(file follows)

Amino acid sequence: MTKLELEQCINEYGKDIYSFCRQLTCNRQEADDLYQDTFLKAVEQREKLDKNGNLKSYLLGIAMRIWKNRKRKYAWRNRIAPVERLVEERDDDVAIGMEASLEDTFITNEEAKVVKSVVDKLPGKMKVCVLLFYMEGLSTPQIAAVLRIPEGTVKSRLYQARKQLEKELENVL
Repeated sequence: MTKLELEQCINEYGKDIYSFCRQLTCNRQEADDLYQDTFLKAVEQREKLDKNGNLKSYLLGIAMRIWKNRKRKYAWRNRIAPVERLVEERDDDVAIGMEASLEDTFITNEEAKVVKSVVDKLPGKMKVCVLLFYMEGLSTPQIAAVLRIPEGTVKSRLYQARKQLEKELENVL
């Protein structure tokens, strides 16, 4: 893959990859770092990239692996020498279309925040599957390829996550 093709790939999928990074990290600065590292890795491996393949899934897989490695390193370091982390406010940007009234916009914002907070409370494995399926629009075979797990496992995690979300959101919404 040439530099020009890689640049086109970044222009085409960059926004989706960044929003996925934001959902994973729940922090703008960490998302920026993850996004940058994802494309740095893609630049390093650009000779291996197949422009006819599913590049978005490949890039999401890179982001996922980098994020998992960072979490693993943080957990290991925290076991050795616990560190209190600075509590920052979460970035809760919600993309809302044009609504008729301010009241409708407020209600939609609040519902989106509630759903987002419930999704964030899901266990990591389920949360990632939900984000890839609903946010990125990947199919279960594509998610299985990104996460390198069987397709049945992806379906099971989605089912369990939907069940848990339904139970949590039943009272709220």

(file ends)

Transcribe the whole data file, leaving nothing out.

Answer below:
Amino acid sequence: MTKLELEQCINEYGKDIYSFCRQLTCNRQEADDLYQDTFLKAVEQREKLDKNGNLKSYLLGIAMRIWKNRKRKYAWRNRIAPVERLVEERDDDVAIGMEASLEDTFITNEEAKVVKSVVDKLPGKMKVCVLLFYMEGLSTPQIAAVLRIPEGTVKSRLYQARKQLEKELENVL
Repeated sequence: MTKLELEQCINEYGKDIYSFCRQLTCNRQEADDLYQDTFLKAVEQREKLDKNGNLKSYLLGIAMRIWKNRKRKYAWRNRIAPVERLVEERDDDVAIGMEASLEDTFITNEEAKVVKSVVDKLPGKMKVCVLLFYMEGLSTPQIAAVLRIPEGTVKSRLYQARKQLEKELENVL
């Protein structure tokens, strides 16, 4: 893959990859770092990239692996020498279309925040599957390829996550 093709790939999928990074990290600065590292890795491996393949899934897989490695390193370091982390406010940007009234916009914002907070409370494995399926629009075979797990496992995690979300959101919404 040439530099020009890689640049086109970044222009085409960059926004989706960044929003996925934001959902994973729940922090703008960490998302920026993850996004940058994802494309740095893609630049390093650009000779291996197949422009006819599913590049978005490949890039999401890179982001996922980098994020998992960072979490693993943080957990290991925290076991050795616990560190209190600075509590920052979460970035809760919600993309809302044009609504008729301010009241409708407020209600939609609040519902989106509630759903987002419930999704964030899901266990990591389920949360990632939900984000890839609903946010990125990947199919279960594509998610299985990104996460390198069987397709049945992806379906099971989605089912369990939907069940848990339904139970949590039943009272709220």